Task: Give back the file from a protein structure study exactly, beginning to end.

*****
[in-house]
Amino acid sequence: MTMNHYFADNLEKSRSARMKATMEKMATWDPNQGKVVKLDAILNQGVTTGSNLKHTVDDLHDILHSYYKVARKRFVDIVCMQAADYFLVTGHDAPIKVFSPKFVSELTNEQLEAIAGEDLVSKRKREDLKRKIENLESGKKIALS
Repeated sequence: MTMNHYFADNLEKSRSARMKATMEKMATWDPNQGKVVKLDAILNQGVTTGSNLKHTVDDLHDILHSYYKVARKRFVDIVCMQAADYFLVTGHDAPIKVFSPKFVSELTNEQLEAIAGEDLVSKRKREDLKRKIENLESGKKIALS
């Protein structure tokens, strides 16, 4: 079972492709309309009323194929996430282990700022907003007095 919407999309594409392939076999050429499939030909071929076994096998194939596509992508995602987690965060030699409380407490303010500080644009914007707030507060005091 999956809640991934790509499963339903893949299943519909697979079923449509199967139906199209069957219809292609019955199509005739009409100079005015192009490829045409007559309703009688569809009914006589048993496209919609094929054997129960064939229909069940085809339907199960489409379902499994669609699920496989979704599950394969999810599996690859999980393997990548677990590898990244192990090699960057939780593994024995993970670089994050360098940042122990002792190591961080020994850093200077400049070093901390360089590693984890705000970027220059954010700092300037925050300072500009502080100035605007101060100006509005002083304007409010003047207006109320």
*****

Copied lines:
[in-house]
Amino acid sequence: MTMNHYFADNLEKSRSARMKATMEKMATWDPNQGKVVKLDAILNQGVTTGSNLKHTVDDLHDILHSYYKVARKRFVDIVCMQAADYFLVTGHDAPIKVFSPKFVSELTNEQLEAIAGEDLVSKRKREDLKRKIENLESGKKIALS
Repeated sequence: MTMNHYFADNLEKSRSARMKATMEKMATWDPNQGKVVKLDAILNQGVTTGSNLKHTVDDLHDILHSYYKVARKRFVDIVCMQAADYFLVTGHDAPIKVFSPKFVSELTNEQLEAIAGEDLVSKRKREDLKRKIENLESGKKIALS
């Protein structure tokens, strides 16, 4: 079972492709309309009323194929996430282990700022907003007095 919407999309594409392939076999050429499939030909071929076994096998194939596509992508995602987690965060030699409380407490303010500080644009914007707030507060005091 999956809640991934790509499963339903893949299943519909697979079923449509199967139906199209069957219809292609019955199509005739009409100079005015192009490829045409007559309703009688569809009914006589048993496209919609094929054997129960064939229909069940085809339907199960489409379902499994669609699920496989979704599950394969999810599996690859999980393997990548677990590898990244192990090699960057939780593994024995993970670089994050360098940042122990002792190591961080020994850093200077400049070093901390360089590693984890705000970027220059954010700092300037925050300072500009502080100035605007101060100006509005002083304007409010003047207006109320």